Physiological and pathological effects of diminazene on pulmonary hypertension: a controlled rat model study

Sengul A., ARKAN S., VURAL Ç., Ozer C., Bayrak B., Tas A., ...More

INTERNATIONAL JOURNAL OF CLINICAL AND EXPERIMENTAL MEDICINE, vol.9, no.2, pp.909-917, 2016 (SCI-Expanded) identifier identifier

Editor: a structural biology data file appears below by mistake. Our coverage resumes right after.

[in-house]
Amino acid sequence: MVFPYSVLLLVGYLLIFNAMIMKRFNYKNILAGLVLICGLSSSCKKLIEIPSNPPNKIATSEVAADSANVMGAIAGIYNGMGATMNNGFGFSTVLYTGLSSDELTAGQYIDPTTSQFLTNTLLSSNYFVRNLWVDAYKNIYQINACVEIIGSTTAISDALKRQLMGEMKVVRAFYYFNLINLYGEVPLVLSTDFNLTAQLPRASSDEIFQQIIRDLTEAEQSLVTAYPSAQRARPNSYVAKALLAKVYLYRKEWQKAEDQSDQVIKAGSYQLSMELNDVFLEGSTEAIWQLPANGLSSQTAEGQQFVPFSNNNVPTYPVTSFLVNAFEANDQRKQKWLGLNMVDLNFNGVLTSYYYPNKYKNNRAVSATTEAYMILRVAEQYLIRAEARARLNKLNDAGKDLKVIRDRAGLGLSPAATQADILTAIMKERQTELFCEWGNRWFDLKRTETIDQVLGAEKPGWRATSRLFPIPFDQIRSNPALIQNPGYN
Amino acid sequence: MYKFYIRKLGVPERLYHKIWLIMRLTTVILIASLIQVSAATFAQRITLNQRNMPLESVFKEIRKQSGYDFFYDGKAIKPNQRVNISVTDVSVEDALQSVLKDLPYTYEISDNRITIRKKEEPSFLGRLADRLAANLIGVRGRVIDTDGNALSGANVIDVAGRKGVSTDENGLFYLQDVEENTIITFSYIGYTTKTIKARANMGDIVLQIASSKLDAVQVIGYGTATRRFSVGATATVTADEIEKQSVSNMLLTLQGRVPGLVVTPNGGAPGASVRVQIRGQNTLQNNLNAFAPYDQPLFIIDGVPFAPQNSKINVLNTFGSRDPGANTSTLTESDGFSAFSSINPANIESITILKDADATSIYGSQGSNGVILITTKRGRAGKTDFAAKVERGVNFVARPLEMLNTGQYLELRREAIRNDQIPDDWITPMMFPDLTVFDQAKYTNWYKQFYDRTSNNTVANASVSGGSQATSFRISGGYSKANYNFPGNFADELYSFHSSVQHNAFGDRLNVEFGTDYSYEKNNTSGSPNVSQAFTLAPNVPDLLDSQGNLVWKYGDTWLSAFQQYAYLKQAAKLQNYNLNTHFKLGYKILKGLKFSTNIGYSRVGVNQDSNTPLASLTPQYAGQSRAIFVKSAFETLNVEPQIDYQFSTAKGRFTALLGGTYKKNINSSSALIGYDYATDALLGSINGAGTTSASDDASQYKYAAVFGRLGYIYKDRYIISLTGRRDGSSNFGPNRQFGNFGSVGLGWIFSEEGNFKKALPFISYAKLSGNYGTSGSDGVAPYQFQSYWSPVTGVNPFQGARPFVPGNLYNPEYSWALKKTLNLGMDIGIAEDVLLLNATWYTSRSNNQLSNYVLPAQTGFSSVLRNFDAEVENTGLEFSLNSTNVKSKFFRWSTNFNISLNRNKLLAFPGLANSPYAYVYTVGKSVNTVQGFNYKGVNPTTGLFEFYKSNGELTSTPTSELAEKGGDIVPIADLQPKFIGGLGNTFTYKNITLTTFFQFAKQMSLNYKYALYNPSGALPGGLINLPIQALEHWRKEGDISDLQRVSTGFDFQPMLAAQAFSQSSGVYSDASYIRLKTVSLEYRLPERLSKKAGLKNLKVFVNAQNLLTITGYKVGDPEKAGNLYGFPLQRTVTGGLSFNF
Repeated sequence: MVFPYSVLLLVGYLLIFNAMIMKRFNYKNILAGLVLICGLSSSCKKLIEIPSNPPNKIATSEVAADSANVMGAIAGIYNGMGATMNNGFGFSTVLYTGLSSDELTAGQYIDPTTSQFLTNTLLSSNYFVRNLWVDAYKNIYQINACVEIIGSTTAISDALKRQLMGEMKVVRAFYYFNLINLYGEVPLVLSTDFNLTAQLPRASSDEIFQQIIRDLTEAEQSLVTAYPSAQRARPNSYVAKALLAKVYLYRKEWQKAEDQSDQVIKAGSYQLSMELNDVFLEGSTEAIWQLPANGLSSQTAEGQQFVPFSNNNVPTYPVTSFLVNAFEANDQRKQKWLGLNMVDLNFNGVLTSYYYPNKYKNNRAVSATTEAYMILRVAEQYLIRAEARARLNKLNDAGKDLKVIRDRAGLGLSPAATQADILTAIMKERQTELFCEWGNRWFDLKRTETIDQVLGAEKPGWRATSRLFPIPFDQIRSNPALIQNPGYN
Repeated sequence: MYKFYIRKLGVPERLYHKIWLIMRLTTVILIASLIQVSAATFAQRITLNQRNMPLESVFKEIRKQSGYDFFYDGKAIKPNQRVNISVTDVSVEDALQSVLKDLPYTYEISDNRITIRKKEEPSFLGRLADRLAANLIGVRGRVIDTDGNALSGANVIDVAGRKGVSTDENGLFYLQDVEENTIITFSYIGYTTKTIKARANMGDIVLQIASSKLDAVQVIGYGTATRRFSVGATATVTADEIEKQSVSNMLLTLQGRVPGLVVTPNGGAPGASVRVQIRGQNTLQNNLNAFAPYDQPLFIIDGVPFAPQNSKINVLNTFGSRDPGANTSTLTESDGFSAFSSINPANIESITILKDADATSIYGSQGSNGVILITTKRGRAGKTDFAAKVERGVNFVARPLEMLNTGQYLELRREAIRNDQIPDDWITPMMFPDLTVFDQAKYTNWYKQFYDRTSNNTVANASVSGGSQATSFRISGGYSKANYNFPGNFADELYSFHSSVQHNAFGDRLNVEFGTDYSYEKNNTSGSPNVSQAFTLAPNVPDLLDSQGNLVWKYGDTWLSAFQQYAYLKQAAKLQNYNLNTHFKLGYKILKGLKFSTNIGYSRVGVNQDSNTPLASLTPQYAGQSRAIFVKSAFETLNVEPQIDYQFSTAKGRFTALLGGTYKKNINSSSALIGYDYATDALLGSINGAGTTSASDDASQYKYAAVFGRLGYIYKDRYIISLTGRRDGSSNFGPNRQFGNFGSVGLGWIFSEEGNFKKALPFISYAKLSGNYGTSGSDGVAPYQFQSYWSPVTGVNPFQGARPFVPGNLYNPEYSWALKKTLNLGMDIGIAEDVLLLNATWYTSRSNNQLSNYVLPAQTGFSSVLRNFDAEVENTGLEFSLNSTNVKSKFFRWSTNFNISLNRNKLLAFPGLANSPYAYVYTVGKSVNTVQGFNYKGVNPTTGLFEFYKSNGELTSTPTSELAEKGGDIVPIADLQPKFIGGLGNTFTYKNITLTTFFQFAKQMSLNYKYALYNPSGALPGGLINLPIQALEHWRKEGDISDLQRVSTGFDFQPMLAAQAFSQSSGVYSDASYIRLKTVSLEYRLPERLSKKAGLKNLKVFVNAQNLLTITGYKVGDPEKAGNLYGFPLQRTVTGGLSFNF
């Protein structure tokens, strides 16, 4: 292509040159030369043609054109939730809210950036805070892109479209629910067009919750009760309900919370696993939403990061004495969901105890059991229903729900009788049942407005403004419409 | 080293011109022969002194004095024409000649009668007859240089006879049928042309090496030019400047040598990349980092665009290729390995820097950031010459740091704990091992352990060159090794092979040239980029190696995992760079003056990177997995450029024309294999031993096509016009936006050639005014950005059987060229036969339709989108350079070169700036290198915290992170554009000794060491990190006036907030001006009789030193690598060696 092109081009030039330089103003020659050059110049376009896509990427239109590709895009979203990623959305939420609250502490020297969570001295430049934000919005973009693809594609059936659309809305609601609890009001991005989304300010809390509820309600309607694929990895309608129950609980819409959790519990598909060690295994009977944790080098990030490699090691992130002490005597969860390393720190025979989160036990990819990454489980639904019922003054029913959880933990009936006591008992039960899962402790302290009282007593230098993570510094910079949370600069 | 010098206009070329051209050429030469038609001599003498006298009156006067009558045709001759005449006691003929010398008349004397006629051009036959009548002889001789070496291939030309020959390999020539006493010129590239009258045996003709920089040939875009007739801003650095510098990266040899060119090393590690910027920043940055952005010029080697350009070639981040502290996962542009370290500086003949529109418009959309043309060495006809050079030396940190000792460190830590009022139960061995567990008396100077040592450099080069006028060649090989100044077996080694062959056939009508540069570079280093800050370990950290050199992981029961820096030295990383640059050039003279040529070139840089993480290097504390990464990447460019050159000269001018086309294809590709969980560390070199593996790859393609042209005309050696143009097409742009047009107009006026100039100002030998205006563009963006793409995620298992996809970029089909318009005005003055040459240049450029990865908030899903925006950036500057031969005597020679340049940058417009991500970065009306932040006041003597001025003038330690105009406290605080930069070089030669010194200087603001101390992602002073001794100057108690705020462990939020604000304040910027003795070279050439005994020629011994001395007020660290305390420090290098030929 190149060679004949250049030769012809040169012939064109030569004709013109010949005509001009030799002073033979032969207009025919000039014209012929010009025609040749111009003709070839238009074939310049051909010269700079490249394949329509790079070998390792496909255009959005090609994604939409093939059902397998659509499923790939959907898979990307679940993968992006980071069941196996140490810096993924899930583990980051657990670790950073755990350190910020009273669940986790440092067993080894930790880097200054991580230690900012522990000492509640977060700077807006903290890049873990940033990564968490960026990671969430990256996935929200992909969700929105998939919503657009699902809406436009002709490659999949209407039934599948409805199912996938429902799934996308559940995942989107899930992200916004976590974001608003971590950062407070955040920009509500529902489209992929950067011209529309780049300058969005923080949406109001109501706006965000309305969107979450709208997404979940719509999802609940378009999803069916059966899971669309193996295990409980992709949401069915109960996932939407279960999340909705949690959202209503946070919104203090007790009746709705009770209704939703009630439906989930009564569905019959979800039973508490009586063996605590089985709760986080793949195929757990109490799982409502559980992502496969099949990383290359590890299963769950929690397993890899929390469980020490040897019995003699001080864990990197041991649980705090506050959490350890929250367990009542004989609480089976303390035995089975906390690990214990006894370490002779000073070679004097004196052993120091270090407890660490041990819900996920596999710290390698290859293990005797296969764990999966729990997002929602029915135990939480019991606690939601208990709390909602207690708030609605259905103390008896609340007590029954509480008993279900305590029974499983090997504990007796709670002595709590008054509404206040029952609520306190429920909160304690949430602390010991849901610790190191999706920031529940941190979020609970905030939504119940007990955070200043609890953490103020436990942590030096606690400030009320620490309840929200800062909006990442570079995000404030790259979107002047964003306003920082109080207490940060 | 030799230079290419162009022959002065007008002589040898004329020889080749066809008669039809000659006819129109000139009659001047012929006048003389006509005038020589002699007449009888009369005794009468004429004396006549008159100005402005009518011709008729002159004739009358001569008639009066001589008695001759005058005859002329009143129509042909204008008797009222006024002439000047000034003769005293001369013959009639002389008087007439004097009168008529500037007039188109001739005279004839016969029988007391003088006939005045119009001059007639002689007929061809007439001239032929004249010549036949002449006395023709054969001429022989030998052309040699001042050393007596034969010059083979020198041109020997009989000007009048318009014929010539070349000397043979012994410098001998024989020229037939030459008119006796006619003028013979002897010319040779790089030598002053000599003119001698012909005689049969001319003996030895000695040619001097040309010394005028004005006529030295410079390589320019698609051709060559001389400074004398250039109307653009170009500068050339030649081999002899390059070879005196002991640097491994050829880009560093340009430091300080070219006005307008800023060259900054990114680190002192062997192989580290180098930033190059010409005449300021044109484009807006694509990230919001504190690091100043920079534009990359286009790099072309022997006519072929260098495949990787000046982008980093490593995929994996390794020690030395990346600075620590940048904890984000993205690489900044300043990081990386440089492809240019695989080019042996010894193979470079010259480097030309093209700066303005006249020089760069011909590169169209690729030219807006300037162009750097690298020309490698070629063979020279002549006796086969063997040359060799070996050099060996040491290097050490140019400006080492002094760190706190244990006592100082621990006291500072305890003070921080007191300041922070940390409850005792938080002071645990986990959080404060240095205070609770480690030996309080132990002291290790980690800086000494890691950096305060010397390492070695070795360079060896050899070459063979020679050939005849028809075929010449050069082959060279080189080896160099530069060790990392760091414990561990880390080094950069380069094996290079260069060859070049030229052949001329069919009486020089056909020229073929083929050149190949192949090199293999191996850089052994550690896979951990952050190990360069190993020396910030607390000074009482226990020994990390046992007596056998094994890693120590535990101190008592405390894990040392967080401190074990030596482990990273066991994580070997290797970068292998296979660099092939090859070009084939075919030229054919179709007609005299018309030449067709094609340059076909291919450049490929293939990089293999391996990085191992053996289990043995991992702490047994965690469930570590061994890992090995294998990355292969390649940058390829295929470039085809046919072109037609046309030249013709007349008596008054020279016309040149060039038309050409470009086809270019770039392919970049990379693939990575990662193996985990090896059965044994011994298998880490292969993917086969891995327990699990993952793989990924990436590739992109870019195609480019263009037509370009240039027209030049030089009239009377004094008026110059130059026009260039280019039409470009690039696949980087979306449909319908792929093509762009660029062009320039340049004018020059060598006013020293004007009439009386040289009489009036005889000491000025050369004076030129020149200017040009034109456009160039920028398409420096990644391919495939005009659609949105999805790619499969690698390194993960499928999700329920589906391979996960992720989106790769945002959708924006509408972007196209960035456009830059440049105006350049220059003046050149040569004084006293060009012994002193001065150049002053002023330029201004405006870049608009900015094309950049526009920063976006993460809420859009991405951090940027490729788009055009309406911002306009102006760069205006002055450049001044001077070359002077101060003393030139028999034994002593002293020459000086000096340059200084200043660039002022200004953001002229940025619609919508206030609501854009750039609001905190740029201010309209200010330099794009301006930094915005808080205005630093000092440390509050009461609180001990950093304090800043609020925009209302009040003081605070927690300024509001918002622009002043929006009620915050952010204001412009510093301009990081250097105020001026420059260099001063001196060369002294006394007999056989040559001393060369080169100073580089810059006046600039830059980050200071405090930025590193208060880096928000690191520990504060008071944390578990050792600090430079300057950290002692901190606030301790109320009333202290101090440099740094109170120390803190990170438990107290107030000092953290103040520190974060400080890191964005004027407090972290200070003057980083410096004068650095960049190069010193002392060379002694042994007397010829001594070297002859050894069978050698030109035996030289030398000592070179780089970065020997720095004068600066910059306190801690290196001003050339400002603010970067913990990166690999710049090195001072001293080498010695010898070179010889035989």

Objectives: To evaluate the effects of diminazene (DMZ) on monocrotaline (MCT)-induced pulmonary arterial hypertension (PAH). Methods: In total, 32 nine-week-old male Wistar-Albino rats (170-240 g) were divided into three groups: control (n=10), PAH (n=15), and PAH+DMZ groups (n=7). On the first day, 60 mg/kg MCT was injected intraperitoneally in the PAH and PAH+DMZ groups. On the 21st day, 15 mg/kg/day DMZ was injected, and the animals were followed for 35 days. On the 35th day, the exercise capacity of rats was analyzed through a modified forced swimming test. After measuring right ventricular systolic pressure using an open-chest method, right ventricle hypertrophy and pulmonary vascular remodeling were evaluated histopathologically. Results: On the 35th day, the mortality rate was zero in the control group, 53.1% in the PAH group, and 14.3% in the PAH+DMZ group. A significant decrease was observed in mortality rates with DMZ, and significant recovery was noted in median life spans (P=0.16 and P=0.01, respectively). DMZ had no significant effect on exercise capacity, right ventricle hypertrophy, or right ventricle systolic pressure, whereas there was significant recovery in pulmonary artery muscular layer thickness (P=0.046). Conclusions: DMZ prolonged life expectancy in PAH and decreased pulmonary arterial muscularization. Thus, it may be a new candidate treatment for PAH.